Israel-South Korea tensions rise over purchase of new IAF training planes
Israel meant to decide on purchase of new training plane to replace aging American Skyhawks by early 2012; two competitors are Korean T-50 and Italian M-346.
Tension is heating up between Israel and South Korea over the acquisition of the Israel Air Force's next training plane.
By early 2012, Israel is supposed to decide on the purchase of a new training plane to replace its aging American Skyhawks. It expects to pay about $1 billion for 25 to 30 planes. The two competitors are the Korean T-50 and the Italian M-346.
Recently, however, the Koreans learned that Israel has initialed a preliminary agreement with Italy. If Israel does purchase the Italian plane, it will be part of a wide-ranging trade deal between the two countries.
In correspondence with the Defense Ministry, the Koreans accused it of violating Israel's own tender laws by giving unjustified preference to the
Italians. Ministry officials rejected this claim, saying decisions on the matter will be strictly professional.
The air force has examined the two competing planes and submitted detailed reports about them. The decision now rests with the ministry, and the deciding factor will apparently be the deal's economic ramifications.
Haaretz has learned that about half a year ago, Defense Ministry Director General Udi Shani indeed signed a preliminary agreement with his Italian counterpart. The document, which was formulated according to demands submitted by Israel, expanded the deal beyond its original framework.
Italy promised that should Israel purchase the M-346, the two sides would sign additional security deals worth more than $1 billion. These additional deals would involve joint development of satellite projects and the sale of Israeli drones to Italy. But the preliminary agreement will become binding only if Israel decides to acquire the Italian plane.
This week, a Korean defense delegation is in Israel for talks, marking the second time a Korean delegation has visited Israel in recent weeks. The head of the Defense Ministry's acquisitions bureau, Shmuel Tzuker, previously visited Seoul, and South Korean and Israeli officials have also conducted correspondence.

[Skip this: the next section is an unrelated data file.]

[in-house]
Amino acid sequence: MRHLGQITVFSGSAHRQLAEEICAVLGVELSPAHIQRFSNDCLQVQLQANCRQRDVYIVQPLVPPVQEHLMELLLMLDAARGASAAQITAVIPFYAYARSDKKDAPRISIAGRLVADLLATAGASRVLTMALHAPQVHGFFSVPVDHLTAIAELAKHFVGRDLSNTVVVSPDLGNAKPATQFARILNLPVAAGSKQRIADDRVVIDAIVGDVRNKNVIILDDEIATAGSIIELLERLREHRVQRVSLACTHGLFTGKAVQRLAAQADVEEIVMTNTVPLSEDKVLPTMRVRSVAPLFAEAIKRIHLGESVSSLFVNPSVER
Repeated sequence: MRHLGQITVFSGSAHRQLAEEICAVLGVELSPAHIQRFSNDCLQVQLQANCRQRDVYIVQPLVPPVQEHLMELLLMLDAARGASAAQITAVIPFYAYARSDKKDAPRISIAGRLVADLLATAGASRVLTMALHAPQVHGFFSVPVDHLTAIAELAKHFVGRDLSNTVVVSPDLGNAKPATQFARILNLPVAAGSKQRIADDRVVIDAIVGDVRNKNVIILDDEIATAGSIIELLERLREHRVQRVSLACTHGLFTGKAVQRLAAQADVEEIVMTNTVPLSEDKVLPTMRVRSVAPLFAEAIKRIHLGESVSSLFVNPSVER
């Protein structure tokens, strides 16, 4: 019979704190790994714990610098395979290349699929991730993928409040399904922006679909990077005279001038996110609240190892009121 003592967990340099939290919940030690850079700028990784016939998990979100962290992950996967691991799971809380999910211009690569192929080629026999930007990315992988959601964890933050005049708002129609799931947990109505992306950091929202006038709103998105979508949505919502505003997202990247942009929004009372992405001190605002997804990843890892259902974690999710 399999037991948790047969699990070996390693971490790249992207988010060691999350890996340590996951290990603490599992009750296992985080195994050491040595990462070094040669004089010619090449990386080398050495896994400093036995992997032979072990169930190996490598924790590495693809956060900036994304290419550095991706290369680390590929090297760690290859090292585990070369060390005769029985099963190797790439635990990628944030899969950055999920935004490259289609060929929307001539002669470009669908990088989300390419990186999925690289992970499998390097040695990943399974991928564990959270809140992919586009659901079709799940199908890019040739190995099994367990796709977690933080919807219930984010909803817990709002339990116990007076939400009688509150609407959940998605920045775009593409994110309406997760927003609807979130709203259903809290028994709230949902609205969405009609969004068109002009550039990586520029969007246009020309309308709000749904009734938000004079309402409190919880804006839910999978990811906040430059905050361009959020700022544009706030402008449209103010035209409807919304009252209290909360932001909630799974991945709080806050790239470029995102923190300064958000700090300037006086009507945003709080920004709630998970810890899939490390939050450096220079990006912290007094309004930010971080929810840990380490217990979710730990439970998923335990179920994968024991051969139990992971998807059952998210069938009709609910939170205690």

The Koreans asked Israel for clarifications regarding the preliminary agreement signed with Italy. South Korean officials claim this agreement discriminates against their country by placing it in a disadvantageous position in negotiations for the sale of the training plane. They also suspect that Israel might be using the Italian offer as leverage to reduce their country's asking price for the training plane.
The Koreans have hinted that preference shown to the Italians would lead to the annulment of previously negotiated Israeli-Korean procurement deals.
Defense deals between Jerusalem and Seoul are worth $280 million a year.
Seoul also claims that Israel may have broken its own rules on tender procedures, and Korean officials indicated that they are considering legal action.
They recently sent a written complaint on the matter to Shani, and have also complained to Defense Minister Ehud Barak and other top defense officials.
A senior Israeli defense official told Haaretz that "Israel's interests are not confined to the competition on the training plane, but rather to achieving a comprehensive deal that includes a range of fields."
The official added that a decision on the plane will be made in a few months.
"Nothing has been finalized," he said.
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